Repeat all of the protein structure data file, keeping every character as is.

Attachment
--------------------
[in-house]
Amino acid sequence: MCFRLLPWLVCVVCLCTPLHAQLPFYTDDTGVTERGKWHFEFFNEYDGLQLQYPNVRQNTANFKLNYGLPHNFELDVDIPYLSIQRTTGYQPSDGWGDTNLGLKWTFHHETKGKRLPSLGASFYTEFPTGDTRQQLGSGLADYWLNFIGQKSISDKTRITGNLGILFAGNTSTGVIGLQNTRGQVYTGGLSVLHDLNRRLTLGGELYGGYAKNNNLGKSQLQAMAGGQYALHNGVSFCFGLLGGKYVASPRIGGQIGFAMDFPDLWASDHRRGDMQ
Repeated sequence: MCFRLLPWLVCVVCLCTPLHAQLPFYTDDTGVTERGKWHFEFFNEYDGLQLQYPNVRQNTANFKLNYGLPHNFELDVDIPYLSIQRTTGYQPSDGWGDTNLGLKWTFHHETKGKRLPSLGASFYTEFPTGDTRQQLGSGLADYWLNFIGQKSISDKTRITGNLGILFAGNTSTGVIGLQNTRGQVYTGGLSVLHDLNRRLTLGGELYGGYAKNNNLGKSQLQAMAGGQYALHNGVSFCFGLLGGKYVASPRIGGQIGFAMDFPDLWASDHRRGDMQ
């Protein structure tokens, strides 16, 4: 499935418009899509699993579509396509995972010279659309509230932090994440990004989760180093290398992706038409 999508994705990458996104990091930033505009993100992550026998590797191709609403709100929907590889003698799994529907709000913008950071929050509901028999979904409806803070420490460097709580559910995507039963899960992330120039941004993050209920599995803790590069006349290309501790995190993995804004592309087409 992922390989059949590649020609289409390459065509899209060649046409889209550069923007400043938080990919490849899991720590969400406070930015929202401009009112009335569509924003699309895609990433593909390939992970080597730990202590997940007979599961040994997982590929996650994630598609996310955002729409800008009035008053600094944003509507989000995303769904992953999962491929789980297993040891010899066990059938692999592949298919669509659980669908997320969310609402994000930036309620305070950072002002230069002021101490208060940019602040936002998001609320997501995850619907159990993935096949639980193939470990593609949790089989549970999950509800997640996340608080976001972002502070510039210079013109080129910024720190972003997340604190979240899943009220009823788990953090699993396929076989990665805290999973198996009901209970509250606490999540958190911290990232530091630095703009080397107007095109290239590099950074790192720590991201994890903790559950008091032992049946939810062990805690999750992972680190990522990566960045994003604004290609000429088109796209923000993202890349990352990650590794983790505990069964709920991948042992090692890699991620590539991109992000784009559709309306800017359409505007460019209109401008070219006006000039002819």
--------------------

[in-house]
Amino acid sequence: MCFRLLPWLVCVVCLCTPLHAQLPFYTDDTGVTERGKWHFEFFNEYDGLQLQYPNVRQNTANFKLNYGLPHNFELDVDIPYLSIQRTTGYQPSDGWGDTNLGLKWTFHHETKGKRLPSLGASFYTEFPTGDTRQQLGSGLADYWLNFIGQKSISDKTRITGNLGILFAGNTSTGVIGLQNTRGQVYTGGLSVLHDLNRRLTLGGELYGGYAKNNNLGKSQLQAMAGGQYALHNGVSFCFGLLGGKYVASPRIGGQIGFAMDFPDLWASDHRRGDMQ
Repeated sequence: MCFRLLPWLVCVVCLCTPLHAQLPFYTDDTGVTERGKWHFEFFNEYDGLQLQYPNVRQNTANFKLNYGLPHNFELDVDIPYLSIQRTTGYQPSDGWGDTNLGLKWTFHHETKGKRLPSLGASFYTEFPTGDTRQQLGSGLADYWLNFIGQKSISDKTRITGNLGILFAGNTSTGVIGLQNTRGQVYTGGLSVLHDLNRRLTLGGELYGGYAKNNNLGKSQLQAMAGGQYALHNGVSFCFGLLGGKYVASPRIGGQIGFAMDFPDLWASDHRRGDMQ
């Protein structure tokens, strides 16, 4: 499935418009899509699993579509396509995972010279659309509230932090994440990004989760180093290398992706038409 999508994705990458996104990091930033505009993100992550026998590797191709609403709100929907590889003698799994529907709000913008950071929050509901028999979904409806803070420490460097709580559910995507039963899960992330120039941004993050209920599995803790590069006349290309501790995190993995804004592309087409 992922390989059949590649020609289409390459065509899209060649046409889209550069923007400043938080990919490849899991720590969400406070930015929202401009009112009335569509924003699309895609990433593909390939992970080597730990202590997940007979599961040994997982590929996650994630598609996310955002729409800008009035008053600094944003509507989000995303769904992953999962491929789980297993040891010899066990059938692999592949298919669509659980669908997320969310609402994000930036309620305070950072002002230069002021101490208060940019602040936002998001609320997501995850619907159990993935096949639980193939470990593609949790089989549970999950509800997640996340608080976001972002502070510039210079013109080129910024720190972003997340604190979240899943009220009823788990953090699993396929076989990665805290999973198996009901209970509250606490999540958190911290990232530091630095703009080397107007095109290239590099950074790192720590991201994890903790559950008091032992049946939810062990805690999750992972680190990522990566960045994003604004290609000429088109796209923000993202890349990352990650590794983790505990069964709920991948042992090692890699991620590539991109992000784009559709309306800017359409505007460019209109401008070219006006000039002819």